Rays avoid arbitration with Upton, Price, Badenhop
ST. PETERSBURG, Fla. (AP)
The two-time All-Star left-hander joked he may have something in mind after agreeing Tuesday to a $4.35 million, one-year deal.
''I might ask (Derek) Jeter if I can buy a wing in his house for a little while,'' Price said, alluding to the 30,000 square-foot mansion that the New York Yankees shortstop owns in Tampa.
The 26-year-old Price, a 19-game winner in 2010, made $1.25 million last season while going 12-13 with a 3.49 ERA to help the Rays advance to the playoffs for the third time in four years.
Center fielder B.J. Upton and reliever Burke Badenhop also agreed to one-year deals before the deadline for teams and players to exchange salary proposals. Upton will make $7 million, and Badenhop will get $1,075,000 next season.
Upton earned $4.85 million last year, when he batted .243 with 23 homers and 81 RBIs. Badenhop was acquired in a trade this winter after the reliever went 2-3 with a 4.10 ERA in 50 appearances for the Marlins.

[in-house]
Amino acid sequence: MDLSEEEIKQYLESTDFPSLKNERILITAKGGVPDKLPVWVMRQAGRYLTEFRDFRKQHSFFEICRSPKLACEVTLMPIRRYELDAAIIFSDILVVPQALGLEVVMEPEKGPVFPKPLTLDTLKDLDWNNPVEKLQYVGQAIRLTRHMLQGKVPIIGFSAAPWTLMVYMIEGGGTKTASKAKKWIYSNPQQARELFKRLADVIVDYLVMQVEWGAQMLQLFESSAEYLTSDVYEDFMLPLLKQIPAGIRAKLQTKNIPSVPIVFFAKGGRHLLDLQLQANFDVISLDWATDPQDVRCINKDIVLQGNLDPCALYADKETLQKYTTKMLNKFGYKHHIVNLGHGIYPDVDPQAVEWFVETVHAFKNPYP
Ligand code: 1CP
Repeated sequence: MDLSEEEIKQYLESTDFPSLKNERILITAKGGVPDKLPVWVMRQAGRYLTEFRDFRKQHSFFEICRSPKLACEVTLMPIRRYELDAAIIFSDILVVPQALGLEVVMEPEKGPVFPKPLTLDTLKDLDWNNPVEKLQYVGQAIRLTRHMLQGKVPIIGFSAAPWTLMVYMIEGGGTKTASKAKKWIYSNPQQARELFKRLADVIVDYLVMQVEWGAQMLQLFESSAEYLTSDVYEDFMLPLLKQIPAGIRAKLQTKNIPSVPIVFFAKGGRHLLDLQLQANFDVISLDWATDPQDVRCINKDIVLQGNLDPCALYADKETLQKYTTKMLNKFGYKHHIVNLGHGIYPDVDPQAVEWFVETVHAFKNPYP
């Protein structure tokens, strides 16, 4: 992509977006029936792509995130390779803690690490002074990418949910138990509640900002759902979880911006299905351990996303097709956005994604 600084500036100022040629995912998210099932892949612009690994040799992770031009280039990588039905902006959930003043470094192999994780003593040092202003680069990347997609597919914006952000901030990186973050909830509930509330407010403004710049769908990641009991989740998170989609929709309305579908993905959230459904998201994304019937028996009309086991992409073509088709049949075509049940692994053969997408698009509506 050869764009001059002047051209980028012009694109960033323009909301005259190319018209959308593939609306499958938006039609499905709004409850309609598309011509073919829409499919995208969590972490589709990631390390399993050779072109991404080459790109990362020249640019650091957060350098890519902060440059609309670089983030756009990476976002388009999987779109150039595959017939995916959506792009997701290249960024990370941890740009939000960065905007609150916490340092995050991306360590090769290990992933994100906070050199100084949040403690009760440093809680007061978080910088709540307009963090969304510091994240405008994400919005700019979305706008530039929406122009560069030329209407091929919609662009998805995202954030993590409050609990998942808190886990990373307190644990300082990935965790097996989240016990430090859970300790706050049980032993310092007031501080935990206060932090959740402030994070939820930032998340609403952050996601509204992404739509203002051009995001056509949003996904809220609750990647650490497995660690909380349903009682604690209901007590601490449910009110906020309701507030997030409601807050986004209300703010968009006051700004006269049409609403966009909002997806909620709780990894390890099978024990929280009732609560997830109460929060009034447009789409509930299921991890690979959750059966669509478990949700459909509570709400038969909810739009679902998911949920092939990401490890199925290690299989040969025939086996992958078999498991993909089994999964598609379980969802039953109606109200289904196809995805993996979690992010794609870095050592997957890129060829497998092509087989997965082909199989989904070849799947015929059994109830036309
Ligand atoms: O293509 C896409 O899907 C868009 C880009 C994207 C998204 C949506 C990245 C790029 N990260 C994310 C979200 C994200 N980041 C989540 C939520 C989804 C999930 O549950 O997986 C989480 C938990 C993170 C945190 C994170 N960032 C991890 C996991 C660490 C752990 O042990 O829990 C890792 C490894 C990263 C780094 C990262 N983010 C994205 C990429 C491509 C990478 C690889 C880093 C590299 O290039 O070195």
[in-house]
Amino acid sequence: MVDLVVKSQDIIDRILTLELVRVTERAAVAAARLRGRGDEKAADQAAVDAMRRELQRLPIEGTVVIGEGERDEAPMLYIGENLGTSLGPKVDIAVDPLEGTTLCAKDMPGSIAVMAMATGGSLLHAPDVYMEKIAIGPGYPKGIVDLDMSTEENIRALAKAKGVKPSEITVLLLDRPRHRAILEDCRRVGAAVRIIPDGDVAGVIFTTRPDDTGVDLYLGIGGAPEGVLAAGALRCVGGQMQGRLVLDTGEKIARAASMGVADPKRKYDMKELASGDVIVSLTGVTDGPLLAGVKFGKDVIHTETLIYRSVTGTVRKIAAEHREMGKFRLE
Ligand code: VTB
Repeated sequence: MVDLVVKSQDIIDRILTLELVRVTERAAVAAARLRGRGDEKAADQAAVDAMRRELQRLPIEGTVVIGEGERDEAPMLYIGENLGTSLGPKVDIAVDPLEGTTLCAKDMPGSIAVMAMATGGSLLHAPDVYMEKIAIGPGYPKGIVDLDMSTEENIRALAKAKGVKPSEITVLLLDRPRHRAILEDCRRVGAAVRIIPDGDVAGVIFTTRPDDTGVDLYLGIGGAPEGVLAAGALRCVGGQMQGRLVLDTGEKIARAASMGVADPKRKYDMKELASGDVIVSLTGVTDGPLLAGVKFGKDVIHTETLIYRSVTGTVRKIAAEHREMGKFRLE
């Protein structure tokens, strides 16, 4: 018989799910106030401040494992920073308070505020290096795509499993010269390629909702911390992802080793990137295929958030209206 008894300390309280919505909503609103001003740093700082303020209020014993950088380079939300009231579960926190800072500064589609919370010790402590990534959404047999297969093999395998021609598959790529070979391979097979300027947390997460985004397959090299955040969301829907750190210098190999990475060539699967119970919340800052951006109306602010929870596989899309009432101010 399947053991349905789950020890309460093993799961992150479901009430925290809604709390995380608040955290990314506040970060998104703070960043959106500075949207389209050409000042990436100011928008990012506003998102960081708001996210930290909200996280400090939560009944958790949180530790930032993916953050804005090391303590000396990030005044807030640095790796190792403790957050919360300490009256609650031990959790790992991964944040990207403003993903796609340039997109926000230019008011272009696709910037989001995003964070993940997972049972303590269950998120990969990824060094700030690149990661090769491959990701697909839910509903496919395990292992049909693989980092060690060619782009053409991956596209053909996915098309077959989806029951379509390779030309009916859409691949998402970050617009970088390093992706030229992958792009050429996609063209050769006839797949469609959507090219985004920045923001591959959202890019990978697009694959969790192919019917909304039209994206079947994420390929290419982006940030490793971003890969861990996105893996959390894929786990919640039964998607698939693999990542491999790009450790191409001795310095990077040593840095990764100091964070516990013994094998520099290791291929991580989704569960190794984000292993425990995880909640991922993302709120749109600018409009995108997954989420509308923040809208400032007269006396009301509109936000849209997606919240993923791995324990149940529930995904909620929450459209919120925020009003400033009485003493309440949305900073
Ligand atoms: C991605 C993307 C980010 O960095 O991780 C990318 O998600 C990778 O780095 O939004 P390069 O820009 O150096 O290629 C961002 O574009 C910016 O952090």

Reliever J.P. Howell agreed to a $1.35 million, one-year contract on Monday.
The agreements left pitcher Jeff Niemann as the team's only player in arbitration. The right-hander earned $903,000 last season and requested $3.2 million for 2012. The Rays offered $2.75 million.
Price said he was confident all along that his agent, Bo McKinnis, would reach a deal.
''I actually didn't know anything that was going on. I just kind of stayed out of it,'' Price said. ''I have all the faith in the world in my agent. ... He took care of me and got me what I felt I deserved.''
The hard-throwing lefty and No. 1 pick in the 2007 draft said he would be receptive to negotiating a long-term deal.
''I love it here. ... It's a good place for me to be,'' Price said. ''As long as I'm here, I'm going to give everything I've got. If we can work something out, so be it. If not, it's part of the business and you just have to take it one day at a time.''
Rays executive vice president of baseball operations Andrew Friedman shrugged off a question about whether the team is open to talking about a long-term contract.
''The feelings are obviously mutual in terms of our admiration for who he is and the type of competitor he is, but as far as contract status, obviously those are things we don't talk about publicly,'' Friedman said.